For something that was promised to ‘change the norm’, the Right to Request Remote Working Bill has since been called ‘utterly pointless’. The plan needs a serious rethink, writes Jenny Darmody.
After a lot of discussion and promises last year that the right to request remote working would become a priority for the Irish Government, new legislation was finally published at the end of January.
The Right to Request Remote Working Bill aims to provide a legal framework for Irish workers to request remote work and have their request approved or refused by employers.
However, shortly after the bill was announced, criticism started flying in about certain requirements and the lengthy list of reasons an employer could give to turn down the request – and for good reason.
Mary Connaughton, director of HR body CIPD Ireland, said at the time that it was “disappointing” to see no provisions for flexible working in the bill.
“In its current form, the new law would give workers the right to request where they work, but not when and how. We also note the proposed law requires that any remote working arrangement be fully assessed and tied down in an agreement between employer and employee,” she said.
“This raises the concern of the potential loss of flexibility that employees currently have around selecting which days they go to the workplace or having the freedom to complete work activities when they choose.”
Connaughton also found it “surprising” that the right to request remote working would only be possible for employees who have been with a company for six months.
Her concerns are well founded. Combined with the fact that employers can take up to 12 weeks to issue a response, this would mean an employee could be waiting up to nine months for an answer on their request to work remotely – and that answer could still be no due to something as vague as “planned structural changes”.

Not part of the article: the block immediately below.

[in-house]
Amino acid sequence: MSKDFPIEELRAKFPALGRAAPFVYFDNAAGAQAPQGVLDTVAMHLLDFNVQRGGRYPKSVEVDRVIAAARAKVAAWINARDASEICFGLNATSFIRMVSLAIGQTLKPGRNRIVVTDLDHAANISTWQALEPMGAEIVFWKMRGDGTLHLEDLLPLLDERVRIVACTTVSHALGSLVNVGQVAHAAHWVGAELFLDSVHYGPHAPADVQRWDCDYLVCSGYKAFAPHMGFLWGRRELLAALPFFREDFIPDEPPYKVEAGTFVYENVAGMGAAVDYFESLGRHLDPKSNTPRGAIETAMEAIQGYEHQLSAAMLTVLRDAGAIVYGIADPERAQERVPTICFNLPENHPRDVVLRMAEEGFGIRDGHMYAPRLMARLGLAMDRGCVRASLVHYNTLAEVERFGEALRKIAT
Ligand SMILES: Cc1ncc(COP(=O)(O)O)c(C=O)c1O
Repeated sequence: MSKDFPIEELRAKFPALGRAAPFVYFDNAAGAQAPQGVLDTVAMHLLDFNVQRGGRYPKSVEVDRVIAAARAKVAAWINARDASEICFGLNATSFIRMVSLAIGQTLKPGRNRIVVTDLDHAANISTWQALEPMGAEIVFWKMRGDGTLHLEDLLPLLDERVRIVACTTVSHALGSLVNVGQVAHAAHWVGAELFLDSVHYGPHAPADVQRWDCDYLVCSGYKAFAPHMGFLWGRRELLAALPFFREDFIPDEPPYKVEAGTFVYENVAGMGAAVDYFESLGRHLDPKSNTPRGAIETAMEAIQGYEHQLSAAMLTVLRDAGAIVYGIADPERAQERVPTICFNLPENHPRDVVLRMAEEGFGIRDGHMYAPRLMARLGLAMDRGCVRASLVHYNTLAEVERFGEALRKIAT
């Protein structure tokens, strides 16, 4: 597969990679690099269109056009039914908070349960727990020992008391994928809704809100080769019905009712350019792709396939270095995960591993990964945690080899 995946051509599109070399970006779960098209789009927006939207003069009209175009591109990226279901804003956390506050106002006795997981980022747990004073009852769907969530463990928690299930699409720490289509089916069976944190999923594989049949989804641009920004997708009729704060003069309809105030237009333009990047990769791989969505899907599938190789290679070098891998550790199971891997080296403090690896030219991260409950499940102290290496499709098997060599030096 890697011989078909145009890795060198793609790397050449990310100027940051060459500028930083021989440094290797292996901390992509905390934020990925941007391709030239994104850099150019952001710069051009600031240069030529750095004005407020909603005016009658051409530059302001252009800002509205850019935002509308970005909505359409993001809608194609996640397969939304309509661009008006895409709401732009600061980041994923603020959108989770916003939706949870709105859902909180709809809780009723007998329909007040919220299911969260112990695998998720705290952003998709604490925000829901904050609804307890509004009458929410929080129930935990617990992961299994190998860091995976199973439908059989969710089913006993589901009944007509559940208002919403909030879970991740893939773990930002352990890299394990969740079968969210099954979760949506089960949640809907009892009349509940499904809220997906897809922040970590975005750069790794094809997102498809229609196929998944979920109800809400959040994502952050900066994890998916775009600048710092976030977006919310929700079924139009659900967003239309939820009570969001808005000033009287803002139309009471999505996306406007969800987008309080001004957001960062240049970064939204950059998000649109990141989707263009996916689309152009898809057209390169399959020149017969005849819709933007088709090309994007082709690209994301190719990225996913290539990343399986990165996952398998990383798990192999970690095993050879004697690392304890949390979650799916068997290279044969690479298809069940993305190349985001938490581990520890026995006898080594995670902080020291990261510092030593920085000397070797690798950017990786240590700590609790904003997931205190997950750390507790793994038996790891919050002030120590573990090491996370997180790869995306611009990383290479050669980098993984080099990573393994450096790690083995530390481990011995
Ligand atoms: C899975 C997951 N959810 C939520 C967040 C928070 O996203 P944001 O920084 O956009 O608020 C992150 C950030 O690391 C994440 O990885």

This alone should have given those drafting the bill pause for thought.
‘Sitting back and thinking that you’ve hit some vague middle ground is not the answer here’
Yesterday (2 March), the draft legislation came under further scrutiny at a Joint Oireachtas Committee meeting attended by representatives from Ibec and the Irish Congress of Trade Unions (ICTU).
Ibec’s director of employer relations, Maeve McElwee, said that while she is supportive of the Government’s efforts around remote working, she said the statutory right to request remote working at this stage is “premature and may stymie the ability for employers and employees to manage remote working in a creative and dynamic way”.
However, McElwee’s concerns were much more in favour of the employer rather than the employee, questioning whether every employer really needs a remote working policy. She said that the legislation could lead to “absurd situations” where a small café would require a remote working policy, even though remote working would never be a factor there.
She raised concerns for employers around cost and their obligations around health and safety and potential liability. But she showed her support for the list of reasons employers can refuse remote working requests, deeming them to be “fair and objective”.